Thursday, February 20, 2014

From Beachside Trash to Holiday Treasure

A vibrantly successful Long Island Sound shoreline cleanup takes an unconventional recycling twist through the efforts of eager Greenport School fourth graders and local artist Cindy Pease Roe 

On the morning of Tuesday, November 19th, forty fourth graders and a handful of brave chaperones leapt off of a Greenport School bus and onto a gusty seashore at Truman’s Beach in Orient, NY. Using Rozalia Project’s marine debris record sheets, the students happily battled the beachside winds as they removed over 600 pieces of unnatural materials from one of their favorite summer spots. A sopping wet pillow and three dead rats in a plastic gallon jug later, the job was far from done. 

This second annual Greenport School beach cleanup was developed by local artist Cindy Pease Roe who has made her mark on the north fork of Long Island through all mediums of her creative genius within her studio that is tucked inside historic Hanff’s Boatyard in Greenport. Most recently, though, Roe has expanded her talent by transforming her personal collection of shoreline plastics into unique art forms. That is where the kids come in. 

When the data-filled clipboards were collected, and the heaping bags of marine debris gathered, the rubbish party reconfigured at Floyd Memorial Library for color sorting. As tables erupted with blue bottle caps, a yellow yo-yo, tarnished green rope and the like, the room buzzed with imaginative angst for what was to come. The students’ field trip continued the next morning when they joined Roe once again to craft holiday wreaths with their discovered, sorted and recorded materials. Afterward, these animated decorations were on display throughout Greenport School, decking the halls but also bringing awareness to a deeper truth.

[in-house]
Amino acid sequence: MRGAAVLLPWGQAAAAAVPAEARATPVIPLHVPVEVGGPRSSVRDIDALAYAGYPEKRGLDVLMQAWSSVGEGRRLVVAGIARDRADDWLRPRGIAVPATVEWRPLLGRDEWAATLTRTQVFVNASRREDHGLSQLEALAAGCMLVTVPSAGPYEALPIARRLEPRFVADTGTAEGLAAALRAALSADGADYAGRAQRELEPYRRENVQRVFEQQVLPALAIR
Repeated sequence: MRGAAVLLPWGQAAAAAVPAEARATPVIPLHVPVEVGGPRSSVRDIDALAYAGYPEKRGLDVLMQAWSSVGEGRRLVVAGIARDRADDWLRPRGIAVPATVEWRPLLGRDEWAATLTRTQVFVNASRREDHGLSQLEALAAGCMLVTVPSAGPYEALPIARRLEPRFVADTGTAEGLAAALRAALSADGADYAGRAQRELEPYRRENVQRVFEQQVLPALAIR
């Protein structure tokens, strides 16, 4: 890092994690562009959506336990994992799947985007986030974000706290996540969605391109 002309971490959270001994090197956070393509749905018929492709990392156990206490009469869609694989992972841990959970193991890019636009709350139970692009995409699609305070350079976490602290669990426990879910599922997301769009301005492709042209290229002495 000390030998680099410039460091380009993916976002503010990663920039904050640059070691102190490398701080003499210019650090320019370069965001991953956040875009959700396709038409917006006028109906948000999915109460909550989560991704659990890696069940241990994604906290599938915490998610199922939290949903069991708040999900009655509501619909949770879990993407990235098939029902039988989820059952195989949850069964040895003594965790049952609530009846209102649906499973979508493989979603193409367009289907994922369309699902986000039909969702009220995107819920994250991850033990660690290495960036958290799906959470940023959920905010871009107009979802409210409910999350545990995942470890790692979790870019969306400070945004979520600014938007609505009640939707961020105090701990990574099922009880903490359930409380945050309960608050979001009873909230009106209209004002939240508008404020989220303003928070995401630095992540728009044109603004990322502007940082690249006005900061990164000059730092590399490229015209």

Of the nearly 650 pieces of recorded marine debris found, the most frequently occurring material was caps, lids and bottle tops, with 119 pieces recovered. In second was rope, coming in at 77 pieces, and third was plastic bottles, totaling 45. As most of Rozalia Project’s collected data has shown, our shores and waters are battling preventable pollutants. 40 fourth graders on Long Island shared these facts with their schoolmates and community through marine trash art; how will you encourage preventative action? 

This blog post is from 2013 intern, Kaleigh Wilson, a graduate of Roger Williams University. We asked Kaleigh to join Cindy and the Greenport students last fall to represent Rozalia Project and add an element of science and data collection to the excellent pickup and artwork that was already being done. We are grateful to Kaleigh for stepping up to participate and write this great report. In addition, Newsday Magazine published some articles about this event:

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